Florida serves as home to the largest subtropical wilderness and natural ecosystem in the United States: The Everglades National Park. In general, natural resources include air, water and soil, mineral and metal reserves, energy resources that include wind, solar and tide power – and nonrenewable fossil fuels – as well as land, forests, plants and animals. These multiple natural resources in Florida help people to live and flourish.
Florida has the longest continuous coastline in the contiguous United States. As a natural resource, Florida’s coastlines provide access to beaches, fishing and recreational activities. These areas also serve as sites for harbors, ports, beachfront homes and tourist attractions, which bring in revenue to support local governments and the local populations to help them thrive.
Air, Water, Soil and Land
Florida’s temperate climate; sea-fresh, low-pollution air; and extensive water, soil and land resources make it an ideal place for agriculture that includes citrus, sugarcane, peppers, cotton, watermelons, tomatoes, peanuts and potatoes. Florida has more freshwater springs than anywhere else in the U.S., and it has more than 12,000 square miles of fresh lakes, streams and rivers.
Renewable Energy Resources
Florida has the potential to produce renewable energy from its solar, wind and tide resources. With all the sunshine it receives, Florida ranks third in the nation for solar panel potential, but only twelfth nationally for the amount of rooftop solar installations. But because of its geographical location, Florida could install wind and tide farms offshore to generate even more renewable power for the state. Florida also serves as home to a variety of softwood and hardwood forests, a renewable resource that provides wood for construction.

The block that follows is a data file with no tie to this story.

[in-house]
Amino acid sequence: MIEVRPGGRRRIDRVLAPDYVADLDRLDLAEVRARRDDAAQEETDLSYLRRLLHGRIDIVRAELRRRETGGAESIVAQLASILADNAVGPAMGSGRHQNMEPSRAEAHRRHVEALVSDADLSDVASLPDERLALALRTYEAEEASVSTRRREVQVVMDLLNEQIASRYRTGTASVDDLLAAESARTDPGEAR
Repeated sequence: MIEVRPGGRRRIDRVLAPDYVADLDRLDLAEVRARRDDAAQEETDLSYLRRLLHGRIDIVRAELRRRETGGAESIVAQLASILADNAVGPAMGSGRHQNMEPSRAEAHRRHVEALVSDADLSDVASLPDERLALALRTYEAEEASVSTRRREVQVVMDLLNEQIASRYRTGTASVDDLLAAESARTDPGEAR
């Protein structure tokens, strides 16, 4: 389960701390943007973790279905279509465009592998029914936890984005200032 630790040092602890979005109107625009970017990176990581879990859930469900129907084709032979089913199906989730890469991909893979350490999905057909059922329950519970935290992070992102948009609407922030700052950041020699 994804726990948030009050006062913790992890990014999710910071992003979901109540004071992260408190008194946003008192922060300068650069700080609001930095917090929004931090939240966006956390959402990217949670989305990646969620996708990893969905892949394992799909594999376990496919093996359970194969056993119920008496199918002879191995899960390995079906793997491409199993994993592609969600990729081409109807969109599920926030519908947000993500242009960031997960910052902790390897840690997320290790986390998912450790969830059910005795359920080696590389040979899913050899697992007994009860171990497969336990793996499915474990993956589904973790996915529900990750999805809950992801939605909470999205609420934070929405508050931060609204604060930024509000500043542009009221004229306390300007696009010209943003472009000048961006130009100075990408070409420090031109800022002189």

Mining and Mineral Resources
Ranked fifth in the U.S. for its mining and mineral production, these mineral resources include limestone, sand and gravel, clay, heavy minerals, phosphate used in fertilizer production and peat – decaying plant matter – used in horticulture.
As a world heritage site, with parts of it protected under the Cartagena Treaty, Florida’s Everglades National Park is also recognized as an international biosphere reserve that includes multiple marine, coastal and territorial ecosystems. This national park serves to protect not only a wetlands landscape unlike any elsewhere in the world, but it also protects the manatee, the Florida panther, the American crocodile and most all wildlife within its borders.
About the Author
As a journalist and editor for several years, Laurie Brenner has covered many topics in her writings, but science is one of her first loves. Her stint as Manager of the California State Mining and Mineral Museum in California's gold country served to deepen her interest in science which she now fulfills by writing for online science websites. Brenner is also a published sci-fi author. She graduated from San Diego's Coleman College in 1972.